The COVID-19 pandemic is the largest natural social experiment in a century. It teaches us a lot about the human condition. One irrefutable finding is that material comforts trump abstract ideals.
People are happy to accept a universal wage (JobKeeper) as compensation for removal of their civil rights and freedoms. That’s the reason most Victorians approved of the extreme COVID measures taken by Dan Andrews, even though he barricaded them longer and more oppressively than any leader on the planet.
Many lawyers and political and social commentators were surprised that the unprecedented assault by Andrews on the rights and freedoms of Victorians did not result in a groundswell of community opposition. Every nameable right humans supposedly possess was being abrogated or curtailed. Worse still is that, as demonstrated by the final report of the hotel quarantine inquiry, the singular cause of the second wave was the breathtaking incompetence of the Andrews government and its agencies to put in place coherent systems and protocols to deal with the risk of infection from returned travellers.
What is lost in this assessment is that most people don’t care much about ideological interests. When it comes to human needs and wants, it is an error to depart from the basic premise that human rights are economic rights. If people are financially sound, they can carve out their own prosperity.
A cleaner removes graffiti from Daniel Andrews' electoral office at Noble Park. Picture: NCA NewsWire / Andrew Henshaw
The federal government, through the greatest welfare spend in Australia’s history, provided Victorians with all of Maslow’s basic needs in the form of food, water, rest and security. In addition, most Victorians have had some financial capacity to indulge in online shopping; a capacity enhanced by early access to $20,000 superannuation and deferral of mortgage payments.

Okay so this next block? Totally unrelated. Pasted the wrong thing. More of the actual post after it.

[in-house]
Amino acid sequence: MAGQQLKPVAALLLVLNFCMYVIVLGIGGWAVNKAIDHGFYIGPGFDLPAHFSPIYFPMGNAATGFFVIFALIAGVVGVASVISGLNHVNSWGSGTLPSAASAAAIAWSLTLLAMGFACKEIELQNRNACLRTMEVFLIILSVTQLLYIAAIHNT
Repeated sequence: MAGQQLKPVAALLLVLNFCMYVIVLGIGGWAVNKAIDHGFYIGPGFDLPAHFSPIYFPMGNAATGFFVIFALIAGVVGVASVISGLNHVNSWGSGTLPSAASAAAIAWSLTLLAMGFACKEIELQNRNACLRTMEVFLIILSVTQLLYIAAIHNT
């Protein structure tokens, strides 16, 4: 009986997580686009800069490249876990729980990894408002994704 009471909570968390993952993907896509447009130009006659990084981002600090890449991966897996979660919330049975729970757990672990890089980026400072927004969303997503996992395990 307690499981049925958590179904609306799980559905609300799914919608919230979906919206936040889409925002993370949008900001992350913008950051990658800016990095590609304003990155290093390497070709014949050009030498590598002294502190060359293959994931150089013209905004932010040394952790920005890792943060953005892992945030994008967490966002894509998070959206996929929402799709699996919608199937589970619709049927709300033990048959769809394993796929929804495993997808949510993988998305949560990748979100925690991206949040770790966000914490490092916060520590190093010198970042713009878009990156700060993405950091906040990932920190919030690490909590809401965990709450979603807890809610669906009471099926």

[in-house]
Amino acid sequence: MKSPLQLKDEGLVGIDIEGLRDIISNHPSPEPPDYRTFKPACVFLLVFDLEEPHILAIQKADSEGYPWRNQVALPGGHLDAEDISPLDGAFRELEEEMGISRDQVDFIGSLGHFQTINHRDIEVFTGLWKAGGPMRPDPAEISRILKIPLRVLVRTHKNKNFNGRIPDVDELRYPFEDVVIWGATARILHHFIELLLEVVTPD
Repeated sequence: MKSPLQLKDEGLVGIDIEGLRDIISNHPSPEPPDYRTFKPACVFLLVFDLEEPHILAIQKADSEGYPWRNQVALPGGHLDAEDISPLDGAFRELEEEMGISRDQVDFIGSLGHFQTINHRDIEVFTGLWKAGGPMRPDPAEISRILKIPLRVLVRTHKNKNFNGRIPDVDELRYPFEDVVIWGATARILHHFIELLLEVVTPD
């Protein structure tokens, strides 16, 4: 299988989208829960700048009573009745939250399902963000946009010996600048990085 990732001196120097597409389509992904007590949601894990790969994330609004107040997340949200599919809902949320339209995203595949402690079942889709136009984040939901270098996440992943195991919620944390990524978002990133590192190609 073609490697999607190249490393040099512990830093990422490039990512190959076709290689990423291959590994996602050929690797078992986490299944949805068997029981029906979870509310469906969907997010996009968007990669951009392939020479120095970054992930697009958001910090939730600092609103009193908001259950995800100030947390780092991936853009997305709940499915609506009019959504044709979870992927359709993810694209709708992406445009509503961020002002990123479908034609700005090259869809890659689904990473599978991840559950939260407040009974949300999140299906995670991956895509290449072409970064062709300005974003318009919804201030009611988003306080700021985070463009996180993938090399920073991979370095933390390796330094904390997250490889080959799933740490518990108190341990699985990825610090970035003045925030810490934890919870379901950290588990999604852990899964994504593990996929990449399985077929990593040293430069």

More than one million Victorians enjoyed JobKeeper or beefed-up JobSeeker without lifting a finger. To derive this comfort, they did not have to endure the rigours of work in the form of the painstaking morning and afternoon commute or deal with demanding bosses or complete mundane tasks. The people that prospered most under the lockdown were public servants. Having to endure their kids pretending to be home-schooled as they paddled through Zoom meetings while still on full pay was a small price to pay for skipping the communal morning tea.
Even during the most restrictive phase of the lockdown, life was pretty comfortable for most Victorians. Sure, a restaurant meal or night at the pub was out of the question but things became far less hectic. Many Victorians got paid pretty well for doing nothing; apart from hitting the snooze button until their finger got a cramp. Yes, things were repetitive and boring but for most people this was preferable to anxiety-inducing matters such as work KPIs and deadlines.
For those comforts, Victorians had to give up many of their so-called fundamental rights and freedoms. Curfews, 23-hour-a-day house lockdowns and closures of schools, churches and the retail and hospitality sectors resulted in a trashing of the rights to liberty, freedom of assembly, education, religion and work. The ongoing support for the COVID measures taken by the Andrews’ government was made more surprising by the fact that many of the restrictions were clearly arbitrary and not directed at activities that involved a risk of infection (such as bans on golf and fishing).